Steady But Not Stable
- We highlighted last week that the economic data flow could not stay at neutral
- In the US consumer spending surprises to the upside as does consumer confidence
- The UK sees an unfortunate spike in inflation
- Oil risk about balanced, in a complicated market
- Global bond markets witness a sharp rise in yields in recognition that central bankers are not minded to playing ball on rate cuts yet
A world of no surprises cannot last forever and we had said so last week. Indeed, this past week, several economic data points in the US marched into the positive territory, suggesting better momentum than many economists had expected. The Citigroup economic surprise index bounced off zero to its best level in around a month. It is encouraging that the index is no longer at neutral!
Chart 1: US Economic Surprise Index Turns Positive from Neutral
As we had forecast last week, consumer confidence data indicated that retail sales could surprise on the upside, and so it came to pass. Retail sales were significantly ahead of expectations, with the so-called control group showing a 0.8% monthly increase in sales compared with market expectations of +0.2%. On Friday, the University of Michigan Consumer Sentiment Index, a monthly survey of US consumer confidence, matched the Conference Board with a big surprise to the upside. The Survey’s reading – at 78.8 for January – was at the highest since July 2021. Economists have underestimated the shape of the labour market and the fact that consumers are buoyed by good real wage growth and a material drop in mortgage interest rates.
However, despite the better consumer news, the market preferred to load up on technology shares than accumulating consumer discretionary (Chart 2). The rally in technology shares was all the more surprising given the near 20 bps increase in the 10-year government bond yield in the US.
Chart 2: Positive Surprises on Consumer Confidence—Investors Prefer Tech to Consumer Discretionary
UK surprises with higher-than-expected inflation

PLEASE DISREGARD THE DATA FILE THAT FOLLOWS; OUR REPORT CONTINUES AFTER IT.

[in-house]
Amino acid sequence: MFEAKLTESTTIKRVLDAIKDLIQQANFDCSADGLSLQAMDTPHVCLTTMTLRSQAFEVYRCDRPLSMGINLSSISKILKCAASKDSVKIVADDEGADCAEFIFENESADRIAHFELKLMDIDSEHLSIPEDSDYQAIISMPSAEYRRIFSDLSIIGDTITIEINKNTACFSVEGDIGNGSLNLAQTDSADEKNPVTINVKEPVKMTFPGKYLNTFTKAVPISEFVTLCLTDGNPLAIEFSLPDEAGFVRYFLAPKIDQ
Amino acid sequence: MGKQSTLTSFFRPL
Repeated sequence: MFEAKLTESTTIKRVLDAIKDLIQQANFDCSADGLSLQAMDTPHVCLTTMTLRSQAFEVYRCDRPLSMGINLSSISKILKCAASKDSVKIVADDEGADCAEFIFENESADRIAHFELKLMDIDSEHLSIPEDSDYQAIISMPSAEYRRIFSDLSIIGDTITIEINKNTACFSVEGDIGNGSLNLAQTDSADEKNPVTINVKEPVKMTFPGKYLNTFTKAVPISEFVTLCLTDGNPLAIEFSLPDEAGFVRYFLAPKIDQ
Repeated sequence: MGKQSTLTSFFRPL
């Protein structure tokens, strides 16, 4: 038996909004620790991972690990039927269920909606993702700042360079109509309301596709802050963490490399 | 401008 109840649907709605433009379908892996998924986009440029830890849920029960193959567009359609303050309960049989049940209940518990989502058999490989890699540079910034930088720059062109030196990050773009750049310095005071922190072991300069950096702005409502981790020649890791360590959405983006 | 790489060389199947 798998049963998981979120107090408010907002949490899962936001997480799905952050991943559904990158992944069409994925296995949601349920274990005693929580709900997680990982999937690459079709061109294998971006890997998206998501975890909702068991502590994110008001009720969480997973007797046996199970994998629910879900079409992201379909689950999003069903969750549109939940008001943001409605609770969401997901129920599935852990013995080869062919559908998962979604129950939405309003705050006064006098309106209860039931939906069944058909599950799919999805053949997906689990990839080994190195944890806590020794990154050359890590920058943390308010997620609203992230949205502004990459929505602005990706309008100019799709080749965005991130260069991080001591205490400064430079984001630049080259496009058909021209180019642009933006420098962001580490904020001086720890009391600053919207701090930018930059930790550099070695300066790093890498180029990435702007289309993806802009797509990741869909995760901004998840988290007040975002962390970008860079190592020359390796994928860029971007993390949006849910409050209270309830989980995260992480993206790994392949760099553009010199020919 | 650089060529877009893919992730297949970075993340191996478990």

The surprises last week were not all positive though. Bond markets in the UK experienced some high volatility because of an unexpected increase in inflation, mirroring trends in the US and the eurozone. The headline Consumer Price Index (CPI) increased to 4% year-on-year in December, up from 3.9% in November, and surpassing analysts’ projection of 3.8%. This was the first increase in the rate of inflation in ten months. Primary contributors to this rise were unforeseen hikes in alcohol and tobacco prices. Additionally, there was a slight increase in service price inflation, which reached 6.4%, while core inflation remained steady at 5%.
This inflationary spike has had a significant impact on money markets.
Before the release of the data, there was an 80% likelihood of a rate cut in May; that probability, post the release, has dwindled to just about 50% now. However, this shift seems to be more about the timing rather than a change in the overall direction of the monetary policy. The CPI is still at a level lower than the Bank of England’s projections from the November Inflation Report, which anticipated a headline inflation of 4.6% and services inflation of 6.9% by the end of 2023.
Meanwhile, the recent holiday season retail sales report was notably disappointing, suggesting that the economy may already be on course to a shallow recession. Rate cuts before mid-year now seem inevitable. The only potential disruption to this trajectory could be a generous pre-election budget announced on March 5th, though such a move seems unlikely given the lessons learnt during the Truss administration.